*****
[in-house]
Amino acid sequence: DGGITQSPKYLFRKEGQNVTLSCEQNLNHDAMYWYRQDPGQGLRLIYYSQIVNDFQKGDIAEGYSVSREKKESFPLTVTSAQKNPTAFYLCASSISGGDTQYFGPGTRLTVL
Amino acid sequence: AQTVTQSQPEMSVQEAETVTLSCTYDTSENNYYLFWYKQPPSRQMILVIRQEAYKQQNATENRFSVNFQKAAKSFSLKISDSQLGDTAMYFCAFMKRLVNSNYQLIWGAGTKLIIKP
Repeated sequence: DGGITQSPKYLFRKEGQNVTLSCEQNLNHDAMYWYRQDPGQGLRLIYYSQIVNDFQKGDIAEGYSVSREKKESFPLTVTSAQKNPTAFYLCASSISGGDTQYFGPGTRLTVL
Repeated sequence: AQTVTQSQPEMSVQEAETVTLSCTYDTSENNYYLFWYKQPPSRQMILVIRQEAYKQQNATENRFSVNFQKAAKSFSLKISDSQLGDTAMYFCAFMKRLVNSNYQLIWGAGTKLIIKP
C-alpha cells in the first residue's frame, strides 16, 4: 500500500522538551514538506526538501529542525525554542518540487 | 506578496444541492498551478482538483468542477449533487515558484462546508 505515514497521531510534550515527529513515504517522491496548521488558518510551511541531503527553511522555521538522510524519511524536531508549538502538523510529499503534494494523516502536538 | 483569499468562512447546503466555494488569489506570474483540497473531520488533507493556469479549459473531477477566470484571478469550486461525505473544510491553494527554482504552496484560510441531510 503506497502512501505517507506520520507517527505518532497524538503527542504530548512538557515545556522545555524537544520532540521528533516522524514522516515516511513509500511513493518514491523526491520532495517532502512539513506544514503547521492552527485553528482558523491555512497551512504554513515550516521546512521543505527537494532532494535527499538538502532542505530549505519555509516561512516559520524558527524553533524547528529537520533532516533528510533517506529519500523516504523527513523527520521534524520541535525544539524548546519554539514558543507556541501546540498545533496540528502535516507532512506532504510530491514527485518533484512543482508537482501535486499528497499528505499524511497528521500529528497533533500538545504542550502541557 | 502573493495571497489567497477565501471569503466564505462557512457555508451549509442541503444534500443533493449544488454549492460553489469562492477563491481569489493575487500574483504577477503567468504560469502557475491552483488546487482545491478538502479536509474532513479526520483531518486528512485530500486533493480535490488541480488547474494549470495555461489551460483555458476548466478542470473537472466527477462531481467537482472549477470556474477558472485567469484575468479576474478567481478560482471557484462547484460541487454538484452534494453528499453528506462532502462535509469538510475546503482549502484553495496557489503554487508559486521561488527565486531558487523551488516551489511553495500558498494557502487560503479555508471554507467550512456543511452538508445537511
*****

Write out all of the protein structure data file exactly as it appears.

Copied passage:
[in-house]
Amino acid sequence: DGGITQSPKYLFRKEGQNVTLSCEQNLNHDAMYWYRQDPGQGLRLIYYSQIVNDFQKGDIAEGYSVSREKKESFPLTVTSAQKNPTAFYLCASSISGGDTQYFGPGTRLTVL
Amino acid sequence: AQTVTQSQPEMSVQEAETVTLSCTYDTSENNYYLFWYKQPPSRQMILVIRQEAYKQQNATENRFSVNFQKAAKSFSLKISDSQLGDTAMYFCAFMKRLVNSNYQLIWGAGTKLIIKP
Repeated sequence: DGGITQSPKYLFRKEGQNVTLSCEQNLNHDAMYWYRQDPGQGLRLIYYSQIVNDFQKGDIAEGYSVSREKKESFPLTVTSAQKNPTAFYLCASSISGGDTQYFGPGTRLTVL
Repeated sequence: AQTVTQSQPEMSVQEAETVTLSCTYDTSENNYYLFWYKQPPSRQMILVIRQEAYKQQNATENRFSVNFQKAAKSFSLKISDSQLGDTAMYFCAFMKRLVNSNYQLIWGAGTKLIIKP
C-alpha cells in the first residue's frame, strides 16, 4: 500500500522538551514538506526538501529542525525554542518540487 | 506578496444541492498551478482538483468542477449533487515558484462546508 505515514497521531510534550515527529513515504517522491496548521488558518510551511541531503527553511522555521538522510524519511524536531508549538502538523510529499503534494494523516502536538 | 483569499468562512447546503466555494488569489506570474483540497473531520488533507493556469479549459473531477477566470484571478469550486461525505473544510491553494527554482504552496484560510441531510 503506497502512501505517507506520520507517527505518532497524538503527542504530548512538557515545556522545555524537544520532540521528533516522524514522516515516511513509500511513493518514491523526491520532495517532502512539513506544514503547521492552527485553528482558523491555512497551512504554513515550516521546512521543505527537494532532494535527499538538502532542505530549505519555509516561512516559520524558527524553533524547528529537520533532516533528510533517506529519500523516504523527513523527520521534524520541535525544539524548546519554539514558543507556541501546540498545533496540528502535516507532512506532504510530491514527485518533484512543482508537482501535486499528497499528505499524511497528521500529528497533533500538545504542550502541557 | 502573493495571497489567497477565501471569503466564505462557512457555508451549509442541503444534500443533493449544488454549492460553489469562492477563491481569489493575487500574483504577477503567468504560469502557475491552483488546487482545491478538502479536509474532513479526520483531518486528512485530500486533493480535490488541480488547474494549470495555461489551460483555458476548466478542470473537472466527477462531481467537482472549477470556474477558472485567469484575468479576474478567481478560482471557484462547484460541487454538484452534494453528499453528506462532502462535509469538510475546503482549502484553495496557489503554487508559486521561488527565486531558487523551488516551489511553495500558498494557502487560503479555508471554507467550512456543511452538508445537511